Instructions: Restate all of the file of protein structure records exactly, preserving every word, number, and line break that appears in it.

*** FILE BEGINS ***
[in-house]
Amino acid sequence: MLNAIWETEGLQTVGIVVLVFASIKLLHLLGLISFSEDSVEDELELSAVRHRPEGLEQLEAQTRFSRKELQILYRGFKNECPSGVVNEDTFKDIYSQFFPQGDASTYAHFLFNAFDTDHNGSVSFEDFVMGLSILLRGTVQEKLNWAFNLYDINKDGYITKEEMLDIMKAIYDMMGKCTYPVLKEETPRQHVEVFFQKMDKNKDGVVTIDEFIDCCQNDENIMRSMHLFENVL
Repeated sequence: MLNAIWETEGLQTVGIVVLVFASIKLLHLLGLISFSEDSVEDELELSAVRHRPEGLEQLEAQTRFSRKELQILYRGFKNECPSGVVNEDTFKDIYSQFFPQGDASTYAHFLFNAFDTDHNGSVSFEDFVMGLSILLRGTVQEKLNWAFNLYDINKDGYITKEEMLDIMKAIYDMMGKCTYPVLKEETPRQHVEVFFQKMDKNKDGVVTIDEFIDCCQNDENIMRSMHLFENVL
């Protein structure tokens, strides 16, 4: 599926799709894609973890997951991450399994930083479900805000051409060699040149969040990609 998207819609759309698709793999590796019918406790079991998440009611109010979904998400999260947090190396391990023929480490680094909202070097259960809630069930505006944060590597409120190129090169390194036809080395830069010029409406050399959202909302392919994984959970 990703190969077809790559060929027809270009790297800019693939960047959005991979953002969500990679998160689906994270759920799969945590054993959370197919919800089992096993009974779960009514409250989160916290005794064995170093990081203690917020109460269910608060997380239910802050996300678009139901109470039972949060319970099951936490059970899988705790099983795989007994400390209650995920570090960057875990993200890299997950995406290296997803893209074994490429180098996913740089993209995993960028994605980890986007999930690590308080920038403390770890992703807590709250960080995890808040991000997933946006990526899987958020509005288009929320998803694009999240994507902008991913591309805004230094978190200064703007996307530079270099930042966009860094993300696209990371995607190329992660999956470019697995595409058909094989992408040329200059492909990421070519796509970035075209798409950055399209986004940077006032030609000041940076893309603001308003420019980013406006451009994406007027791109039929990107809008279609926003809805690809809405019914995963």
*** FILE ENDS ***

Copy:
[in-house]
Amino acid sequence: MLNAIWETEGLQTVGIVVLVFASIKLLHLLGLISFSEDSVEDELELSAVRHRPEGLEQLEAQTRFSRKELQILYRGFKNECPSGVVNEDTFKDIYSQFFPQGDASTYAHFLFNAFDTDHNGSVSFEDFVMGLSILLRGTVQEKLNWAFNLYDINKDGYITKEEMLDIMKAIYDMMGKCTYPVLKEETPRQHVEVFFQKMDKNKDGVVTIDEFIDCCQNDENIMRSMHLFENVL
Repeated sequence: MLNAIWETEGLQTVGIVVLVFASIKLLHLLGLISFSEDSVEDELELSAVRHRPEGLEQLEAQTRFSRKELQILYRGFKNECPSGVVNEDTFKDIYSQFFPQGDASTYAHFLFNAFDTDHNGSVSFEDFVMGLSILLRGTVQEKLNWAFNLYDINKDGYITKEEMLDIMKAIYDMMGKCTYPVLKEETPRQHVEVFFQKMDKNKDGVVTIDEFIDCCQNDENIMRSMHLFENVL
């Protein structure tokens, strides 16, 4: 599926799709894609973890997951991450399994930083479900805000051409060699040149969040990609 998207819609759309698709793999590796019918406790079991998440009611109010979904998400999260947090190396391990023929480490680094909202070097259960809630069930505006944060590597409120190129090169390194036809080395830069010029409406050399959202909302392919994984959970 990703190969077809790559060929027809270009790297800019693939960047959005991979953002969500990679998160689906994270759920799969945590054993959370197919919800089992096993009974779960009514409250989160916290005794064995170093990081203690917020109460269910608060997380239910802050996300678009139901109470039972949060319970099951936490059970899988705790099983795989007994400390209650995920570090960057875990993200890299997950995406290296997803893209074994490429180098996913740089993209995993960028994605980890986007999930690590308080920038403390770890992703807590709250960080995890808040991000997933946006990526899987958020509005288009929320998803694009999240994507902008991913591309805004230094978190200064703007996307530079270099930042966009860094993300696209990371995607190329992660999956470019697995595409058909094989992408040329200059492909990421070519796509970035075209798409950055399209986004940077006032030609000041940076893309603001308003420019980013406006451009994406007027791109039929990107809008279609926003809805690809809405019914995963």